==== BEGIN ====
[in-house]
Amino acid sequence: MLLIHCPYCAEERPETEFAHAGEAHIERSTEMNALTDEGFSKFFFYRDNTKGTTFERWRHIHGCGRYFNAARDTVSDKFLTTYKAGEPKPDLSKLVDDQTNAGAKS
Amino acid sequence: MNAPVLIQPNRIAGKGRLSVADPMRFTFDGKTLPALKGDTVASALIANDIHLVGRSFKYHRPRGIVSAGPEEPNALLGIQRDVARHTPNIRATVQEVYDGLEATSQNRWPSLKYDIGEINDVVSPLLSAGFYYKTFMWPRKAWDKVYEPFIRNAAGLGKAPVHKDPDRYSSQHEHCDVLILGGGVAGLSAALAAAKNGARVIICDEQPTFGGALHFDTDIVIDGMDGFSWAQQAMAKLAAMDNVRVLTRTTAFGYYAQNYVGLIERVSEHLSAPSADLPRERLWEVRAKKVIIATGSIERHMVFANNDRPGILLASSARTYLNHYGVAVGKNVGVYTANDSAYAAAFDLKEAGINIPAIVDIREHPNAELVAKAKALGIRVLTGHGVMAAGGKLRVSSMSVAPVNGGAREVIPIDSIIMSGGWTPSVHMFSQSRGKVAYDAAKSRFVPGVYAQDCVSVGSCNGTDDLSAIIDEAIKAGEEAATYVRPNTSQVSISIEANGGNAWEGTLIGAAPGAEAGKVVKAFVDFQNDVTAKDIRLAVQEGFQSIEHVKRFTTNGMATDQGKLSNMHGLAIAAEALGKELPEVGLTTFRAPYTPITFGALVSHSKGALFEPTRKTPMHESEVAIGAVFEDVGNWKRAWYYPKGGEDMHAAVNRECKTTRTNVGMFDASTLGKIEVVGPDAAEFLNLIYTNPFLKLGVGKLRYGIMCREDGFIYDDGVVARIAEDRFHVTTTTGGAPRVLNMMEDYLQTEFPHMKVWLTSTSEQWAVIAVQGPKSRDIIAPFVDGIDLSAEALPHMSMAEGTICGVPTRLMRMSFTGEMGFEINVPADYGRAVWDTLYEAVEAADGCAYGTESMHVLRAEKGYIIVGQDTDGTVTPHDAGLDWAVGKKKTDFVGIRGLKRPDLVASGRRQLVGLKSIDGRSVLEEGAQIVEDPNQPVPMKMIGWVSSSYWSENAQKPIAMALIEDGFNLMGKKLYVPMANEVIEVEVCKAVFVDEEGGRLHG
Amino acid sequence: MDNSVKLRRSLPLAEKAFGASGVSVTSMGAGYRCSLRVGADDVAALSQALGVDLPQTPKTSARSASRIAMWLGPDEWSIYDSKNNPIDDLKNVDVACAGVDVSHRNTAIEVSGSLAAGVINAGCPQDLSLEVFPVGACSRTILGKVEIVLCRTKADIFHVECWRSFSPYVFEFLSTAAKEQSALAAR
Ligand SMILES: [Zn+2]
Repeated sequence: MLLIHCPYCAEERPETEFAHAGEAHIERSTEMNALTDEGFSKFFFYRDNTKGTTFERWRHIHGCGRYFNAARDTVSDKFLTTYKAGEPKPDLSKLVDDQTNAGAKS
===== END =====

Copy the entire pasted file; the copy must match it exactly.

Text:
[in-house]
Amino acid sequence: MLLIHCPYCAEERPETEFAHAGEAHIERSTEMNALTDEGFSKFFFYRDNTKGTTFERWRHIHGCGRYFNAARDTVSDKFLTTYKAGEPKPDLSKLVDDQTNAGAKS
Amino acid sequence: MNAPVLIQPNRIAGKGRLSVADPMRFTFDGKTLPALKGDTVASALIANDIHLVGRSFKYHRPRGIVSAGPEEPNALLGIQRDVARHTPNIRATVQEVYDGLEATSQNRWPSLKYDIGEINDVVSPLLSAGFYYKTFMWPRKAWDKVYEPFIRNAAGLGKAPVHKDPDRYSSQHEHCDVLILGGGVAGLSAALAAAKNGARVIICDEQPTFGGALHFDTDIVIDGMDGFSWAQQAMAKLAAMDNVRVLTRTTAFGYYAQNYVGLIERVSEHLSAPSADLPRERLWEVRAKKVIIATGSIERHMVFANNDRPGILLASSARTYLNHYGVAVGKNVGVYTANDSAYAAAFDLKEAGINIPAIVDIREHPNAELVAKAKALGIRVLTGHGVMAAGGKLRVSSMSVAPVNGGAREVIPIDSIIMSGGWTPSVHMFSQSRGKVAYDAAKSRFVPGVYAQDCVSVGSCNGTDDLSAIIDEAIKAGEEAATYVRPNTSQVSISIEANGGNAWEGTLIGAAPGAEAGKVVKAFVDFQNDVTAKDIRLAVQEGFQSIEHVKRFTTNGMATDQGKLSNMHGLAIAAEALGKELPEVGLTTFRAPYTPITFGALVSHSKGALFEPTRKTPMHESEVAIGAVFEDVGNWKRAWYYPKGGEDMHAAVNRECKTTRTNVGMFDASTLGKIEVVGPDAAEFLNLIYTNPFLKLGVGKLRYGIMCREDGFIYDDGVVARIAEDRFHVTTTTGGAPRVLNMMEDYLQTEFPHMKVWLTSTSEQWAVIAVQGPKSRDIIAPFVDGIDLSAEALPHMSMAEGTICGVPTRLMRMSFTGEMGFEINVPADYGRAVWDTLYEAVEAADGCAYGTESMHVLRAEKGYIIVGQDTDGTVTPHDAGLDWAVGKKKTDFVGIRGLKRPDLVASGRRQLVGLKSIDGRSVLEEGAQIVEDPNQPVPMKMIGWVSSSYWSENAQKPIAMALIEDGFNLMGKKLYVPMANEVIEVEVCKAVFVDEEGGRLHG
Amino acid sequence: MDNSVKLRRSLPLAEKAFGASGVSVTSMGAGYRCSLRVGADDVAALSQALGVDLPQTPKTSARSASRIAMWLGPDEWSIYDSKNNPIDDLKNVDVACAGVDVSHRNTAIEVSGSLAAGVINAGCPQDLSLEVFPVGACSRTILGKVEIVLCRTKADIFHVECWRSFSPYVFEFLSTAAKEQSALAAR
Ligand SMILES: [Zn+2]
Repeated sequence: MLLIHCPYCAEERPETEFAHAGEAHIERSTEMNALTDEGFSKFFFYRDNTKGTTFERWRHIHGCGRYFNAARDTVSDKFLTTYKAGEPKPDLSKLVDDQTNAGAKS